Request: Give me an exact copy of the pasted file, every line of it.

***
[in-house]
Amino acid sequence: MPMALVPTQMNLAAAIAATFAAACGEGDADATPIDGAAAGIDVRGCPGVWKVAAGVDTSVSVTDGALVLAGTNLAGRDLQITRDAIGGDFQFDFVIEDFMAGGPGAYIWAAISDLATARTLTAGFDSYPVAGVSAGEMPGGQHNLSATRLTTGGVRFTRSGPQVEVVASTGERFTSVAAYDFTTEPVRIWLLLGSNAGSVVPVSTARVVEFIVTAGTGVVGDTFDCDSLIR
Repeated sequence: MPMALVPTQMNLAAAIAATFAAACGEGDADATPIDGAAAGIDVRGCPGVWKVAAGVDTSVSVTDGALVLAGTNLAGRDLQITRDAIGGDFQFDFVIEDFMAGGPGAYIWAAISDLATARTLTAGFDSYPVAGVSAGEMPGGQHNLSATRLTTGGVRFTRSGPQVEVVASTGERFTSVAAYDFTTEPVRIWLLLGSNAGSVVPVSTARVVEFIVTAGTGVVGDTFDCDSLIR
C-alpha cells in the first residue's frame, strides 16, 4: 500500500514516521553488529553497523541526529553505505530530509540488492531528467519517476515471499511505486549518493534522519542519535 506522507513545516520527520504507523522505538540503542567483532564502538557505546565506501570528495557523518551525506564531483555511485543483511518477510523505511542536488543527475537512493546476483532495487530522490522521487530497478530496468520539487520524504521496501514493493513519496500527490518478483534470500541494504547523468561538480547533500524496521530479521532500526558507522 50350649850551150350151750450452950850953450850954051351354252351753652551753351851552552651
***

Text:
[in-house]
Amino acid sequence: MPMALVPTQMNLAAAIAATFAAACGEGDADATPIDGAAAGIDVRGCPGVWKVAAGVDTSVSVTDGALVLAGTNLAGRDLQITRDAIGGDFQFDFVIEDFMAGGPGAYIWAAISDLATARTLTAGFDSYPVAGVSAGEMPGGQHNLSATRLTTGGVRFTRSGPQVEVVASTGERFTSVAAYDFTTEPVRIWLLLGSNAGSVVPVSTARVVEFIVTAGTGVVGDTFDCDSLIR
Repeated sequence: MPMALVPTQMNLAAAIAATFAAACGEGDADATPIDGAAAGIDVRGCPGVWKVAAGVDTSVSVTDGALVLAGTNLAGRDLQITRDAIGGDFQFDFVIEDFMAGGPGAYIWAAISDLATARTLTAGFDSYPVAGVSAGEMPGGQHNLSATRLTTGGVRFTRSGPQVEVVASTGERFTSVAAYDFTTEPVRIWLLLGSNAGSVVPVSTARVVEFIVTAGTGVVGDTFDCDSLIR
C-alpha cells in the first residue's frame, strides 16, 4: 500500500514516521553488529553497523541526529553505505530530509540488492531528467519517476515471499511505486549518493534522519542519535 506522507513545516520527520504507523522505538540503542567483532564502538557505546565506501570528495557523518551525506564531483555511485543483511518477510523505511542536488543527475537512493546476483532495487530522490522521487530497478530496468520539487520524504521496501514493493513519496500527490518478483534470500541494504547523468561538480547533500524496521530479521532500526558507522 50350649850551150350151750450452950850953450850954051351354252351753652551753351851552552651